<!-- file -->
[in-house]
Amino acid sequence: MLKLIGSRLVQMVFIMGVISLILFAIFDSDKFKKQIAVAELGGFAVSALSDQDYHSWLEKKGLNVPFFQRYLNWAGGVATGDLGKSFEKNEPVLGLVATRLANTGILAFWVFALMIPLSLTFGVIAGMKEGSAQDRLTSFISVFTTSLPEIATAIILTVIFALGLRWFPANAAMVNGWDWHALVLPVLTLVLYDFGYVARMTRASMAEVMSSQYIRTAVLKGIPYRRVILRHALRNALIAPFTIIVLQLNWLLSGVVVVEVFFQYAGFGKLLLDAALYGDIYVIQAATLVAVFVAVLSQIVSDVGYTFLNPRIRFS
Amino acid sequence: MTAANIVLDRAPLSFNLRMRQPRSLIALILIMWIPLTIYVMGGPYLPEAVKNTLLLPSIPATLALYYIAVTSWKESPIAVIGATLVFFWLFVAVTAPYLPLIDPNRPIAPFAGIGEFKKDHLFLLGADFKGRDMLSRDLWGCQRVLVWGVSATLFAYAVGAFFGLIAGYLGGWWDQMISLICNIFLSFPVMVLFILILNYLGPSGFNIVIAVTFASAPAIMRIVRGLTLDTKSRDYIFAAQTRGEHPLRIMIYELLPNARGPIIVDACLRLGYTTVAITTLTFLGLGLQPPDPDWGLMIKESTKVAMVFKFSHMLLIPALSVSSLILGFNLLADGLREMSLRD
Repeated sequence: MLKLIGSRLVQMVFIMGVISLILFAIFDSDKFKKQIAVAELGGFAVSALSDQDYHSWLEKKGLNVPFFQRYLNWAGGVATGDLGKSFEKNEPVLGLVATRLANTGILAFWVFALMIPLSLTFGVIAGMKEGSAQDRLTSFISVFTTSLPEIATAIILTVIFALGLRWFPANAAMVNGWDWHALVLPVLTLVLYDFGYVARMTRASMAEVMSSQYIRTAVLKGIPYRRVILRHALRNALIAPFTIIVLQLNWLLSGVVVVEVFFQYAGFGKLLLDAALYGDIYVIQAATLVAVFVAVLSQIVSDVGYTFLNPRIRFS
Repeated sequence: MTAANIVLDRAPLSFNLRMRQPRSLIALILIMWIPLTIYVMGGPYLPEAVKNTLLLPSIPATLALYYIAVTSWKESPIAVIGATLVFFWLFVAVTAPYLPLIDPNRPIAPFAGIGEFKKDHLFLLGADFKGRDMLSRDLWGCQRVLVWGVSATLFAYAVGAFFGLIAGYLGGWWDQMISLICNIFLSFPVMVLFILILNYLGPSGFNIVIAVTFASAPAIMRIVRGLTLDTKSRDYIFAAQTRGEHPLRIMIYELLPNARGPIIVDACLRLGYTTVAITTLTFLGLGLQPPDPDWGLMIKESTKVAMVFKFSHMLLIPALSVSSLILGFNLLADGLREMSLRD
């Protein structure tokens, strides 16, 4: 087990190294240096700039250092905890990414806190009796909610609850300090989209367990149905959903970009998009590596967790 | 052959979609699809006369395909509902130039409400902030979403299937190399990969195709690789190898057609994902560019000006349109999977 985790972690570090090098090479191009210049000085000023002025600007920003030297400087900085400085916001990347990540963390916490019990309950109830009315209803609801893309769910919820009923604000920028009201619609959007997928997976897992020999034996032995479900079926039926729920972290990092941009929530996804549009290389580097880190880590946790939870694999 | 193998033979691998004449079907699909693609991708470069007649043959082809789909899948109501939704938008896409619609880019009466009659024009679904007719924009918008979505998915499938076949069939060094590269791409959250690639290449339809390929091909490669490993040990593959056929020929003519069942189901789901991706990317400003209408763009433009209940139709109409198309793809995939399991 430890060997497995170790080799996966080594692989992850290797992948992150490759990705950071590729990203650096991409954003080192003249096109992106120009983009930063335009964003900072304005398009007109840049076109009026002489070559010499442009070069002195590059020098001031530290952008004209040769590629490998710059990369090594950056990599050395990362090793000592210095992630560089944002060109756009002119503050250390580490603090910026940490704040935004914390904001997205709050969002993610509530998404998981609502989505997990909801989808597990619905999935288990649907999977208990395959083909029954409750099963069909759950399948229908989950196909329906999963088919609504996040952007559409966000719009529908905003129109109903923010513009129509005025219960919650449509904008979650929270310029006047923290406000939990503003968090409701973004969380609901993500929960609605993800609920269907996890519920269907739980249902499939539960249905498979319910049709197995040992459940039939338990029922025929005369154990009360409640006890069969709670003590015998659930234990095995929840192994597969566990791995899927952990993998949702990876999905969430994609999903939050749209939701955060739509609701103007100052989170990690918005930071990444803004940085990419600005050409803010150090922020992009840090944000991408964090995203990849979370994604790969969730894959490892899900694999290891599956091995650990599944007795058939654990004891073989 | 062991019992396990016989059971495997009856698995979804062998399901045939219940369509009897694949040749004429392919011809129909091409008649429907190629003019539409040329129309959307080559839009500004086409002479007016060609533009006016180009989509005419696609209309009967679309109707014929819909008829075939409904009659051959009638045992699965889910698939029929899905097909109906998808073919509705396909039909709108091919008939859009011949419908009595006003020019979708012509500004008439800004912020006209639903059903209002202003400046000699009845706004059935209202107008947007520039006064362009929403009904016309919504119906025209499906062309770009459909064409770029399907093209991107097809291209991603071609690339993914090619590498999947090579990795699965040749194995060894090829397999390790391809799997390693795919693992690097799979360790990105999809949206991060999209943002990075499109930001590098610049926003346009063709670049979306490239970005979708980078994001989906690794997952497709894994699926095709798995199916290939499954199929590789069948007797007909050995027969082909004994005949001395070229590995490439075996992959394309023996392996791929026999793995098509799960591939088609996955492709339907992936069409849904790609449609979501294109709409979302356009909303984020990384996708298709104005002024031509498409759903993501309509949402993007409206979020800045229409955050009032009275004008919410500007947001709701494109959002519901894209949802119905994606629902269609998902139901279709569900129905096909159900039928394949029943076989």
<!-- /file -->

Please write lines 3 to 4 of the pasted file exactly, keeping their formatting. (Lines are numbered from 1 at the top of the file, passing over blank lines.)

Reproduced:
Amino acid sequence: MTAANIVLDRAPLSFNLRMRQPRSLIALILIMWIPLTIYVMGGPYLPEAVKNTLLLPSIPATLALYYIAVTSWKESPIAVIGATLVFFWLFVAVTAPYLPLIDPNRPIAPFAGIGEFKKDHLFLLGADFKGRDMLSRDLWGCQRVLVWGVSATLFAYAVGAFFGLIAGYLGGWWDQMISLICNIFLSFPVMVLFILILNYLGPSGFNIVIAVTFASAPAIMRIVRGLTLDTKSRDYIFAAQTRGEHPLRIMIYELLPNARGPIIVDACLRLGYTTVAITTLTFLGLGLQPPDPDWGLMIKESTKVAMVFKFSHMLLIPALSVSSLILGFNLLADGLREMSLRD
Repeated sequence: MLKLIGSRLVQMVFIMGVISLILFAIFDSDKFKKQIAVAELGGFAVSALSDQDYHSWLEKKGLNVPFFQRYLNWAGGVATGDLGKSFEKNEPVLGLVATRLANTGILAFWVFALMIPLSLTFGVIAGMKEGSAQDRLTSFISVFTTSLPEIATAIILTVIFALGLRWFPANAAMVNGWDWHALVLPVLTLVLYDFGYVARMTRASMAEVMSSQYIRTAVLKGIPYRRVILRHALRNALIAPFTIIVLQLNWLLSGVVVVEVFFQYAGFGKLLLDAALYGDIYVIQAATLVAVFVAVLSQIVSDVGYTFLNPRIRFS